It is not uncommon for teens to refuse to attend school at one time or another. In fact, 5 – 28% of children will exhibit some degree of school refusal behavior at one point in their lives. For some, it is a fleeting desire to miss the bus and play hooky with their friends. For others, there is a serious amount of anxiety resulting in their plotted decision to refuse attending school for the day, week or month.
There are many factors that come in to play with teens dealing with school refusal. While it can be frustrating to witness as a parent, it is often even more emotionally taxing for the teen involved. School refusal can affect the whole family. As a parent, you cannot stay home with your teenager every time they refuse to get on the bus. Siblings often don’t understand when one relative receives “special treatment,” and the teen refusing school is not setting a good example for any younger brothers or sisters present. school refusal

Reasons for School Refusal

Your son or daughter is not simply being stubborn; there is more going on then you often understand as a parent witnessing this behavior. So how do you move forward?

  • Assess why your teenager is refusing school. School refusal is a broad subject, and it is important to first understand what your teen is dealing with. Some students suffer from separation anxiety, others are victims of bullying in school and some teenagers would simply rather be doing something else. There are also specific phobias and disorders that may result in school refusal, such as learning disorders, social phobias or misplaced fear, which can sometimes present as physical symptoms such as headaches or upset stomachs. If the cause can be pinpointed to something chronic, such as bullying or classroom environment, it will be treated differently than if the cause is related to something emotional or psychological. Look at things like past family conflict, academic status and social standing in relation to your teen’s school refusal, and work with their teachers and school counselors to understand what could be resulting in their behavior.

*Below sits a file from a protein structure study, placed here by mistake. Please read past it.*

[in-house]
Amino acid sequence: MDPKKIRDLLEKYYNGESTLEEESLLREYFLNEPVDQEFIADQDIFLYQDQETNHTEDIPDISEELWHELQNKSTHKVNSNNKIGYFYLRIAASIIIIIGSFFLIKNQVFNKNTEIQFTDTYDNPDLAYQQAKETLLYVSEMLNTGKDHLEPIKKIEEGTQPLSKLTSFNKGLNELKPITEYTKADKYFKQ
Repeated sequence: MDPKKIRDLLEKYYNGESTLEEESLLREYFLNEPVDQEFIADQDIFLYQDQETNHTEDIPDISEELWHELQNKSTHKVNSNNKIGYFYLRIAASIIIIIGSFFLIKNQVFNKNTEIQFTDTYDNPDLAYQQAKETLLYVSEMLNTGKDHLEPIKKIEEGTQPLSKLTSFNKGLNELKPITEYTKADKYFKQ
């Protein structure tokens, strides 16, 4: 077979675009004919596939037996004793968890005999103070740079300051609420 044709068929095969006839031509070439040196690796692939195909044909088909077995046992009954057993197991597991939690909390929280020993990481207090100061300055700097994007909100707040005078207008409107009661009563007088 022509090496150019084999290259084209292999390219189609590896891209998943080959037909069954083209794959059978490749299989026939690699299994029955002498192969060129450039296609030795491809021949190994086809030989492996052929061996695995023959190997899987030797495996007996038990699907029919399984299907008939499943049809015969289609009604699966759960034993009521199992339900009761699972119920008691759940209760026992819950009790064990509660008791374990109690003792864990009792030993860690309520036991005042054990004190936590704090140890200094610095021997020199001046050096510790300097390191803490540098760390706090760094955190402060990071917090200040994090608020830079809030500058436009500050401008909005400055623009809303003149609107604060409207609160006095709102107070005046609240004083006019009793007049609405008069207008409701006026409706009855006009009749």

• Cognitive Behavioral Therapy. Often teens refusing to attend school can benefit from cognitive behavioral therapy. This specific type of therapy is used to change negative thoughts your teen may be associating with school, and alter negative behaviors related to those feelings. For ultimate cognitive behavioral therapy benefits, seek treatment for your teen quickly — as soon as two weeks into your teen’s school refusal.
  • Gradually reintroduce classes. While not all schools will allow it, many cases of teens going through school refusal are overcome by gradually reintroducing them into a full school day. Work with your therapist or school-based counselor to first allow your teen to only attend their favorite class of the day, slowly adding in more classes to build back up to a full class schedule.
  • Establish daily routines. A teenager’s home-life is critical to their success in and out of school. Establish a routine with them in which school is an integral part of their day. Prepare for your own day while they simultaneously get ready for school, and establish specific homework times, dinner time and bedtime. Institute consequences for nonattendance, such as early bedtime or time spent alone in the evening. Enforce these consequences unless they have a valid excuse for absence, such as a fever, injuries, etc.

School refusal is a common behavior among teens at one point or another. As a parent, it is frustrating to try to assess the cause of this behavior and know what steps to take against it. You are not alone in this process. Keep an open communication with your teen, their teachers and school-based counselors, and together you will be able to push through this refusal and find an outcome that benefits all.

blueFire Wilderness can help

If your teen is struggling with school refusal issues or some other behavioral difficulty, blueFire Wilderness therapy could be a great solution.
As a wilderness therapy program for teens ages 11-17, blueFire Wilderness can offer the solutions your teen needs to find success.
For more information about blueFire Wilderness, please call 1 (844) 413-1999 today!

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